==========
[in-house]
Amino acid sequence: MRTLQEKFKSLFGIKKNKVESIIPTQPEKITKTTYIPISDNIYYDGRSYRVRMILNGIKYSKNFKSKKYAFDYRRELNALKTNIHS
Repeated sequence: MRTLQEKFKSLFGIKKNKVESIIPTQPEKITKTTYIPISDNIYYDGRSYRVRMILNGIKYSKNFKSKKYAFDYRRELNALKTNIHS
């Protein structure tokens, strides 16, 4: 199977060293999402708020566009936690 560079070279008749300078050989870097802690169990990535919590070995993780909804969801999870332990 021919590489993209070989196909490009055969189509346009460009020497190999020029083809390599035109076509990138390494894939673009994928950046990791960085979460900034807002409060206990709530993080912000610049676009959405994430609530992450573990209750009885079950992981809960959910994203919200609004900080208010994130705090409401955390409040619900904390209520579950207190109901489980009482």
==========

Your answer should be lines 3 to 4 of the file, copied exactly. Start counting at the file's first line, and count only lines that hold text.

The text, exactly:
Repeated sequence: MRTLQEKFKSLFGIKKNKVESIIPTQPEKITKTTYIPISDNIYYDGRSYRVRMILNGIKYSKNFKSKKYAFDYRRELNALKTNIHS
């Protein structure tokens, strides 16, 4: 199977060293999402708020566009936690 560079070279008749300078050989870097802690169990990535919590070995993780909804969801999870332990 021919590489993209070989196909490009055969189509346009460009020497190999020029083809390599035109076509990138390494894939673009994928950046990791960085979460900034807002409060206990709530993080912000610049676009959405994430609530992450573990209750009885079950992981809960959910994203919200609004900080208010994130705090409401955390409040619900904390209520579950207190109901489980009482």